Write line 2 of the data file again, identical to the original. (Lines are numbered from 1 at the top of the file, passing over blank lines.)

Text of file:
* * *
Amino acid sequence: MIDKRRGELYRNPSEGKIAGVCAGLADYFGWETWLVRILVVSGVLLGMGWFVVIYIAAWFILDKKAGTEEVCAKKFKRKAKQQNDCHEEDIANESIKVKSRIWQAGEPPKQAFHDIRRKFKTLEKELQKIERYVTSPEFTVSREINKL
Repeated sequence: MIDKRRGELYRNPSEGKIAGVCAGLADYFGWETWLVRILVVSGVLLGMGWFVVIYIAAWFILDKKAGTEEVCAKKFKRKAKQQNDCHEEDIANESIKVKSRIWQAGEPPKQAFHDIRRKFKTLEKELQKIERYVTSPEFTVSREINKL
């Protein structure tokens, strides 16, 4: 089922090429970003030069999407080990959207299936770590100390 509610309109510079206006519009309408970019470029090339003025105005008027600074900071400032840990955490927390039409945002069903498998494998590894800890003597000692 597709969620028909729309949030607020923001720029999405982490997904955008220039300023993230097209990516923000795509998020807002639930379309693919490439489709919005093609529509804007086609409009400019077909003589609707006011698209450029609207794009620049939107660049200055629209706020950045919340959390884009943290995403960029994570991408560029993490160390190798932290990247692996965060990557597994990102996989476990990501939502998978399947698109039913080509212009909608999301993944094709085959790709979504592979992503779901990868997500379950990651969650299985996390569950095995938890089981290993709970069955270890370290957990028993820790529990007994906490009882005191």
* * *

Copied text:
Repeated sequence: MIDKRRGELYRNPSEGKIAGVCAGLADYFGWETWLVRILVVSGVLLGMGWFVVIYIAAWFILDKKAGTEEVCAKKFKRKAKQQNDCHEEDIANESIKVKSRIWQAGEPPKQAFHDIRRKFKTLEKELQKIERYVTSPEFTVSREINKL